This comes to where I first started: religion can go on, without God. If religion becomes institutionalized, there will come a time when people gradually become less able to think and act independently because they had lived under the rules of the institutions for a long time.

Recently, I have posted a question on my facebook asking people to comment and share their views about Jesus Christ and whether or not He is God. Not one clergyman or pastor who is active on social media responded. But thankfully, there are people who responded. I will group them into 3 main categories. First, there are the handful of young Christians who tried to rebuke me with certain scriptural texts which do not fully comprehend. Second, they are the slightly-more-mature-but-self-righteous Christians who simply leave verses on my comment or simply like certain comments they might affiliate with. Tragically, the third group is by far, the humblest of all in my opinion. They privately message me telling me that they are unsure of the faith but shared some of their opinions on the subject matter and offered to share more information when they chanced upon them. This third group is the Muslims.

My question is this: did institutionalization of the faith made people so ‘dumbed-down’ to the point where they are unable to think critically about the things they claim they believe in? And, if it is so bad, why do we do it in the first place?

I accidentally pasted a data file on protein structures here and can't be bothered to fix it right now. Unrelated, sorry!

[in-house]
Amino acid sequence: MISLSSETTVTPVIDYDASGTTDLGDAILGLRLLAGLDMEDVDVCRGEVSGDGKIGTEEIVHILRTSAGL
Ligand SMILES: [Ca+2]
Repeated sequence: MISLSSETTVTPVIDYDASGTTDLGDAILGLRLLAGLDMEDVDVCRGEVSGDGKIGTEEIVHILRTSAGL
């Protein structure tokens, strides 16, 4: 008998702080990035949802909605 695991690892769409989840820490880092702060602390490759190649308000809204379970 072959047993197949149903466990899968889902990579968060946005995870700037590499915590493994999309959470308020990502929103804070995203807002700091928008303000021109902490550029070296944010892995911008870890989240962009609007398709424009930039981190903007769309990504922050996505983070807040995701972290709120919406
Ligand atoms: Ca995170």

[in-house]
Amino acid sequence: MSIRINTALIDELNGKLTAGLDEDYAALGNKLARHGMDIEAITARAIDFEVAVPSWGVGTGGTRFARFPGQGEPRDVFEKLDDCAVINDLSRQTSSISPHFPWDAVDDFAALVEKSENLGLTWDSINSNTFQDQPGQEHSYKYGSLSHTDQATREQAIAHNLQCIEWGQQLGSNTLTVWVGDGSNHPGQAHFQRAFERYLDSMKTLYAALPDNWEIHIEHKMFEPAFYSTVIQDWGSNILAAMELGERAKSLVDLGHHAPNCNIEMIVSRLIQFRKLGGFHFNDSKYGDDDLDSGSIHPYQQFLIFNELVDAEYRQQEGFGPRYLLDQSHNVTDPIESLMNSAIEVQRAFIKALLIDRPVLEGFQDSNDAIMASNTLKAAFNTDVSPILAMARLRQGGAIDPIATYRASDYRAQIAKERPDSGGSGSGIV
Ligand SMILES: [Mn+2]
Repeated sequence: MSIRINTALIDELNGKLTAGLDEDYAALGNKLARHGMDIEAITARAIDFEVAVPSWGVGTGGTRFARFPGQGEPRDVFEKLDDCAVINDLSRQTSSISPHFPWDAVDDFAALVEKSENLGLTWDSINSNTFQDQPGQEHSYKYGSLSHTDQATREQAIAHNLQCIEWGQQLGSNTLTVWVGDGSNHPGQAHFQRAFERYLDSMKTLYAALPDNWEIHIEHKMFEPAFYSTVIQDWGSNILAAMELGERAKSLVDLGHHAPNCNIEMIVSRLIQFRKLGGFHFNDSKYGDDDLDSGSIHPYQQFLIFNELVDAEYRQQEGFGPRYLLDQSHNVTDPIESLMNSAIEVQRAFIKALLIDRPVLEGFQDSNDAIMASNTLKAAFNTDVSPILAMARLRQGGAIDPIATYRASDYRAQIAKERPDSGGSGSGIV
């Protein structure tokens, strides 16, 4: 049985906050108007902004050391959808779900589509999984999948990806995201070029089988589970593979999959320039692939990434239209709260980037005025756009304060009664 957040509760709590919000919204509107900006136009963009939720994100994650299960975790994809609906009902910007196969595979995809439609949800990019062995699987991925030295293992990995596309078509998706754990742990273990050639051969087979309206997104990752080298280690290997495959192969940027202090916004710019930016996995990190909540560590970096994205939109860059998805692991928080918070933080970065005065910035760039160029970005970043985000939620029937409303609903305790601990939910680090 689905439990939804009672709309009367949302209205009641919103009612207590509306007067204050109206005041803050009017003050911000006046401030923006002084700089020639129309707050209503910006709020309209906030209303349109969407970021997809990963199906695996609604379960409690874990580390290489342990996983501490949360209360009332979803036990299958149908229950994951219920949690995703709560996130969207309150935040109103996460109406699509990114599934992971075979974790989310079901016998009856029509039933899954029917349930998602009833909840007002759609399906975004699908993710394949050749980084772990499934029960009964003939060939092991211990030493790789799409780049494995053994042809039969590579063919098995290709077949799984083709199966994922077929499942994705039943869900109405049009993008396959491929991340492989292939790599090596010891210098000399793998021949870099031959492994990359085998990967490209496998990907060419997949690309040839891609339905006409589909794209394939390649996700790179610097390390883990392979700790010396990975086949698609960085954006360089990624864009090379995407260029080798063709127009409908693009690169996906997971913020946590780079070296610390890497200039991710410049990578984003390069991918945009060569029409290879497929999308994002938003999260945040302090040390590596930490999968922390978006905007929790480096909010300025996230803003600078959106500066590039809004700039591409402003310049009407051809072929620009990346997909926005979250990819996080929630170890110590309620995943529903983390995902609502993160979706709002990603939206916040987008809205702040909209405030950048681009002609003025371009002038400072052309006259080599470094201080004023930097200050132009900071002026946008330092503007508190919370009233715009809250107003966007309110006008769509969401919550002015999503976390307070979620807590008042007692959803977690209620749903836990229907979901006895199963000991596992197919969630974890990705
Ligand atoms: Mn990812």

A balance point in institutionalization must be met to ensure the functionality of the community and that critical thinking is not affected.

In my own humble opinion, I think there should be a middle point; a tipping point or some sort that institutions must identify. We need to institutionalize in order to ensure that the functions of the community are met. However, we should also limit institutionalization when it influences thinking and affects critical analysis, causing intellectual darkness as how history unfolded [5]. And, I think the Muslims are doing a good job balancing institutionalization and humble knowledge acquisition. At least, this is the impression that my Muslim friends are giving me.

Whatever, ‘religion’ of the institutionalized kind can continue. If ‘religion’ has evolved into “a unified system of beliefs and practices relative to sacred things” [6], then sure. It can stay this way without God.

Institutionalized religion can go on. But those who are from God will continue to seek Him.

But if God is concerned, the Bible tells us that we are to seek Him and His righteousness first (Matthew 6:33), with all your heart and soul (Jeremiah 29:13). This meant, thinking critically, analyzing all that was preached to you, and differentiating whether or not what we have heard is or is not from God (1 John 4:1-6).

‘Religion’ can go on without God. But if you’re from God, seek Him, and He will be found by you. For what is there to fear? For all I care, the institution is not able to separate you from the love of Christ.

 

References:

[1] – Institutionalize. (n.d.). Retrieved from https://www.merriam-webster.com/dictionary/institutionalize

[2] – Institutionalized. (n.d.) Retrieved from https://dictionary.cambridge.org/dictionary/english/institutionalized

[3] – Hensley, K. (2018). Luther: The Rest of the Story, Part V: The Road to Chaos. Retrieved from https://chnetwork.org/2018/06/19/luther-the-rest-of-the-story-part-v-the-road-to-chaos/

[4] – https://en.wikipedia.org/wiki/Edict_of_Thessalonica

[5] – McGettigan, T. (2012). Blinded by Faith: Religion as Institutionalized Ignorance. Retrieved from https://www.opednews.com/articles/Blinded-by-Faith-Religion-by-Timothy-McGettigan-121102-235.html

[6] Émile Durkheim (n.d.) Retrieved from https://www.iep.utm.edu/durkheim/